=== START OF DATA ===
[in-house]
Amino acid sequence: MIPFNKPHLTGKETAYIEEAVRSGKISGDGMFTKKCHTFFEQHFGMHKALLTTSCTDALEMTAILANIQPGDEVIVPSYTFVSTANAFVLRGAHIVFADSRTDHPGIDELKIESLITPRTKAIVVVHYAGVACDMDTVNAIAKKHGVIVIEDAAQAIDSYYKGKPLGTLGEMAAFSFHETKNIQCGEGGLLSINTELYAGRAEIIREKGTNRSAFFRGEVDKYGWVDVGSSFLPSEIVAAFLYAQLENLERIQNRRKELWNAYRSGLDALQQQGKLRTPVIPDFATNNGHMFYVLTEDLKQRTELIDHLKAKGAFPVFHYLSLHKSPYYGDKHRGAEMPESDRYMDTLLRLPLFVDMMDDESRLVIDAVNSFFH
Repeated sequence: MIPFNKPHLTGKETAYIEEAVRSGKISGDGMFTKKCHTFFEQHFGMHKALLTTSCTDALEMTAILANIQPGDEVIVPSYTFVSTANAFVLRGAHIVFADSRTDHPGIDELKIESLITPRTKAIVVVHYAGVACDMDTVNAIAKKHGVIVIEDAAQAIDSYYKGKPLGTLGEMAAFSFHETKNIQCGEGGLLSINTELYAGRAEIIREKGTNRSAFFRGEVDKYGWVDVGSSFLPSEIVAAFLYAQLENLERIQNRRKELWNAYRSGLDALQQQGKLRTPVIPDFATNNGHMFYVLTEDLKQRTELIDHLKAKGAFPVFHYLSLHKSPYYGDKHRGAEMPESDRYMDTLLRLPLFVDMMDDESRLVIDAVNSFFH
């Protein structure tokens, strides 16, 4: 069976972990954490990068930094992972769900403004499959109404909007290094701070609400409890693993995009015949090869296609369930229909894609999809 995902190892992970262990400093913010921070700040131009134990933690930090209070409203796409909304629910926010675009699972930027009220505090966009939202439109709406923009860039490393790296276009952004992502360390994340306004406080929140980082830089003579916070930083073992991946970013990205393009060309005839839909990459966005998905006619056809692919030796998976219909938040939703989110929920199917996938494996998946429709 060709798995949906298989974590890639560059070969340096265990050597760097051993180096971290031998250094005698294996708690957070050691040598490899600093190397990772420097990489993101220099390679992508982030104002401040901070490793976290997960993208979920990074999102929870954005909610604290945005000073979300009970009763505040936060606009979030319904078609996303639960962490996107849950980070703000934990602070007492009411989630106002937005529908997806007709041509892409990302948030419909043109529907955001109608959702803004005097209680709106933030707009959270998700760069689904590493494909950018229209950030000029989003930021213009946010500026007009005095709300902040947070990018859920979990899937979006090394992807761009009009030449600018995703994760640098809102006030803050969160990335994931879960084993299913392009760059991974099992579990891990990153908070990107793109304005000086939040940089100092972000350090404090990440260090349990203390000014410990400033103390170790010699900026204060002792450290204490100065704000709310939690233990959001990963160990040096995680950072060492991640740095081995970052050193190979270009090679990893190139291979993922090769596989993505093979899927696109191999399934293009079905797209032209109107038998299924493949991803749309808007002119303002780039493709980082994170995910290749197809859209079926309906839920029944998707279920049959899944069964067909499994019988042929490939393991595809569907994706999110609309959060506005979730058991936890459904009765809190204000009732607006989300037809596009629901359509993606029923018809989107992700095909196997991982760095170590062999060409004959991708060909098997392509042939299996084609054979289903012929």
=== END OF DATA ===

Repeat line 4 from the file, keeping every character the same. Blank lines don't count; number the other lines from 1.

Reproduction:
């Protein structure tokens, strides 16, 4: 069976972990954490990068930094992972769900403004499959109404909007290094701070609400409890693993995009015949090869296609369930229909894609999809 995902190892992970262990400093913010921070700040131009134990933690930090209070409203796409909304629910926010675009699972930027009220505090966009939202439109709406923009860039490393790296276009952004992502360390994340306004406080929140980082830089003579916070930083073992991946970013990205393009060309005839839909990459966005998905006619056809692919030796998976219909938040939703989110929920199917996938494996998946429709 060709798995949906298989974590890639560059070969340096265990050597760097051993180096971290031998250094005698294996708690957070050691040598490899600093190397990772420097990489993101220099390679992508982030104002401040901070490793976290997960993208979920990074999102929870954005909610604290945005000073979300009970009763505040936060606009979030319904078609996303639960962490996107849950980070703000934990602070007492009411989630106002937005529908997806007709041509892409990302948030419909043109529907955001109608959702803004005097209680709106933030707009959270998700760069689904590493494909950018229209950030000029989003930021213009946010500026007009005095709300902040947070990018859920979990899937979006090394992807761009009009030449600018995703994760640098809102006030803050969160990335994931879960084993299913392009760059991974099992579990891990990153908070990107793109304005000086939040940089100092972000350090404090990440260090349990203390000014410990400033103390170790010699900026204060002792450290204490100065704000709310939690233990959001990963160990040096995680950072060492991640740095081995970052050193190979270009090679990893190139291979993922090769596989993505093979899927696109191999399934293009079905797209032209109107038998299924493949991803749309808007002119303002780039493709980082994170995910290749197809859209079926309906839920029944998707279920049959899944069964067909499994019988042929490939393991595809569907994706999110609309959060506005979730058991936890459904009765809190204000009732607006989300037809596009629901359509993606029923018809989107992700095909196997991982760095170590062999060409004959991708060909098997392509042939299996084609054979289903012929």